Different to other Palestinian refugee camps in the cities of Dera’a,[5] Latakia[6] and Homs[7] which were affected by the conflict from the beginning,[8] al-Yarmouk camp succeeded in keeping a neutral position during the first year of the uprising, because of the less involvement of Damascus city in the mobilization. During this time al-Yarmouk played a central role in hosting displaced Syrians who fled bombarded regions. First came residents of Homs, and later people from adjacent neighborhoods. “In the beginning, Syrians came to take shelter in the camp because they were sure that the regime was not going to touch Palestinians!” said Basela, 45 years old, who together with other Palestinians and Syrians started at that time to work in the organization of relief effort to those displaced:

We founded the organization for the Syrian-Palestinian contact, because we wanted to do something in order to show that we, Palestinians, were active in the Revolution. There we started to distribute food baskets to the displaced while we were scotching underneath it signs which read “Syrian-Palestinian Contact”. We wanted to change the image that Syrians had about us! We started to collect donations from the shops of the camp. At that time, many people worked individually, simple people as old as my mother who went to collect donations from the houses of friends and parents.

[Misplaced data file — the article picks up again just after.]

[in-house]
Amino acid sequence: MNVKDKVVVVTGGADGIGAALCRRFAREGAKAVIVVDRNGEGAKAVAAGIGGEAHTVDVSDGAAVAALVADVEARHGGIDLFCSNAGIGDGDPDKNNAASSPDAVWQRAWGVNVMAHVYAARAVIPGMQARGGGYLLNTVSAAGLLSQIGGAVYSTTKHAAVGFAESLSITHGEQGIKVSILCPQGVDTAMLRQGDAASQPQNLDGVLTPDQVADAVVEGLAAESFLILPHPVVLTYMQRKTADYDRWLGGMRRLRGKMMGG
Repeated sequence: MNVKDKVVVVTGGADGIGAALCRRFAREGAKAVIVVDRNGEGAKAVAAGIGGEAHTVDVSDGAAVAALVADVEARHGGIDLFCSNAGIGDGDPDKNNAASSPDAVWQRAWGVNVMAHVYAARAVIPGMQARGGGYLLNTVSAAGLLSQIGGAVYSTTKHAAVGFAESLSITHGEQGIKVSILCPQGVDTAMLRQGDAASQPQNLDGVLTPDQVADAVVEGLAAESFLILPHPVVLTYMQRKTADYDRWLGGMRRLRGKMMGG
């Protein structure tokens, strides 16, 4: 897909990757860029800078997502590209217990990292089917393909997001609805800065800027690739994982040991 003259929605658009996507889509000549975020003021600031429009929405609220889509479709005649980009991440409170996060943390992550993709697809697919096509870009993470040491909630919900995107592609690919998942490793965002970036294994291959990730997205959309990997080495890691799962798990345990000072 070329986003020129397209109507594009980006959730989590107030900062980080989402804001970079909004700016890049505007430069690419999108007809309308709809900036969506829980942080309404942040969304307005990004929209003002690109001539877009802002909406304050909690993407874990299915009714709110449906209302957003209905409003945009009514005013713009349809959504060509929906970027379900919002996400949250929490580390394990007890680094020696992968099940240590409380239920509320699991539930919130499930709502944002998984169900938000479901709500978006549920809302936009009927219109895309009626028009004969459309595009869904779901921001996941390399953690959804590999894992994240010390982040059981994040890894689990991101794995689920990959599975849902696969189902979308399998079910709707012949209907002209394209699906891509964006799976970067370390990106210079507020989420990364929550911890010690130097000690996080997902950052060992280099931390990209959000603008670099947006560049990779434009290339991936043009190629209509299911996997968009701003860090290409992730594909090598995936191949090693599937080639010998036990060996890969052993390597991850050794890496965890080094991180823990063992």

Palestinians of al-Yarmouk were firstly individually mobilized in humanitarian help to displaced Syrians. They took part in protests happening in other areas mainly in the neighboring quarter of Midan, with the aim to avoid the identification of the camp to the Syrian opposition. During this time, al-Yarmouk camp was uniquely the theatre of “flash mob” protests which were rapidly dispersed by the regime forces. Mass protests occurred after the Nakba and the Naksa (referring to the Arab defeat in the 1967 War) commemorations in May and June 2011, but these were still connected to the national Palestinian question,[9] even if the regime attempted to manipulate them.

First forms of collective action appeared in summer 2012. Similar to several Syrian cities and villages, a “coordination committee” was formed in al-Yarmouk. Whilst these forms of collective organizations played a central role in coordinating protests and diffusing information, the committee in al-Yarmouk has had a marginal role. This is so because of the existence of main local actors which took charge of the management of the crisis situation but also because of the weak implication of al-Yarmouk in the first phase of the peaceful anti-regime mobilization during which committees grow up.